I believe most of these points should be driven by user data, business need and type of application.
Filters depend mostly on the application type. While it's useful at Amazon, not so much at Google, for instance. If there are clear categories, and some common search types might be in multiple unrelated categories ("mouse" in a store that sells both computer hardware and animals for instance), make the filter prominent.
It also depends on your capacity for building a great search engine. In my opinion, search filters are often there to compensate for bad search queries. You should thrive to make filters irrelevant by allowing the user to filter himself, by entering more precise search terms.
Conclusion : no filter, but better search engine.
Best bets are often more marketing-driven. If you sell something, you put the products that make you more money (or the most popular) upfront. Otherwise, it's not so useful.
Moreover, best bets might be seen as ads and completely ignored by the users, or effective only on some category of population. Knowing you user is key here, and analytics are your friends.
"Others searching for this also search for" falls squarely into this category. If your business have an interest in it, put it on the bottom, or at most in the middle by clearly separating it from the rest. However, it's more often relevant to put such things in the item details than in the search results.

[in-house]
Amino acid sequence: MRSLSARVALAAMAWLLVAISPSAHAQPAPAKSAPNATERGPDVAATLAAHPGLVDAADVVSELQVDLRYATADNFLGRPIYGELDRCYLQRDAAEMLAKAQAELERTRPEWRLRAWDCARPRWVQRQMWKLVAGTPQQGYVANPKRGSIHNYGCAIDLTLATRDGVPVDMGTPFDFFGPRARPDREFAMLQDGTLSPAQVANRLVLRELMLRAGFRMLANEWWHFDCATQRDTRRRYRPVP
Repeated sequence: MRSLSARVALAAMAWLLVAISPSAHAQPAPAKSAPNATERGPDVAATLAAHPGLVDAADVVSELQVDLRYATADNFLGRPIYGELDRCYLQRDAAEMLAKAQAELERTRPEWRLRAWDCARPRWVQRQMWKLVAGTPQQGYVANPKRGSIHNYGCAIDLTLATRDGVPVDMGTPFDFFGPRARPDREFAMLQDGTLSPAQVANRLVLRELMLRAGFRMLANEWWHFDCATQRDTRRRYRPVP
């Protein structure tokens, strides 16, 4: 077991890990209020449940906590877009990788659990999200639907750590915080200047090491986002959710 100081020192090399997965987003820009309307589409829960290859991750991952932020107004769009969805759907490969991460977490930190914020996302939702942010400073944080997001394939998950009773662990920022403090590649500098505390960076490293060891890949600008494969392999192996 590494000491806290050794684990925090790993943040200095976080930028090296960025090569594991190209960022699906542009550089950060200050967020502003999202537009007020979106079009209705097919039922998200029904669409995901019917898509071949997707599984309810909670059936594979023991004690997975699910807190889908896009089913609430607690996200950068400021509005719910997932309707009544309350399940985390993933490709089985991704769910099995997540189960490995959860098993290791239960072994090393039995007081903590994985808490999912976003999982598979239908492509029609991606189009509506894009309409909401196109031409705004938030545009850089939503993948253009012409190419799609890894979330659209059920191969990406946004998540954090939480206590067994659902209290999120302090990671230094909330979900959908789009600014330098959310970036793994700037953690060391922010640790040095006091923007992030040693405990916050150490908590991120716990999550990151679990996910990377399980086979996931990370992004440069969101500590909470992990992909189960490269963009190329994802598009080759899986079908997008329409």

Conclusion : if your application/business benefits from it, put it upfront, otherwise, remove it.
Spelling suggestions are fine, but more user-data-driven. Is a popular item hard to spell ? Is there a "popular" misspelling of a certain item ?
In any case, "did you mean" is a great feature to push forward, but you must be sure that it will not annoy users with search suggestions of similar spelling even though their spelling is fine, but for another item.
Note that in the general population, most people are either terrible at spelling, or don't care very much, or don't pay attention. If your audience is more specialized, you might not need it.
Conclusion : if you're capable of providing a great "did you mean" engine, put it upfront, otherwise, remove it.
Search as you type is very helpful, but for that, you must both have a way to display the results that is not obnoxious to the users (does not go over other interface elements that are useful while you're searching), and data for common search terms.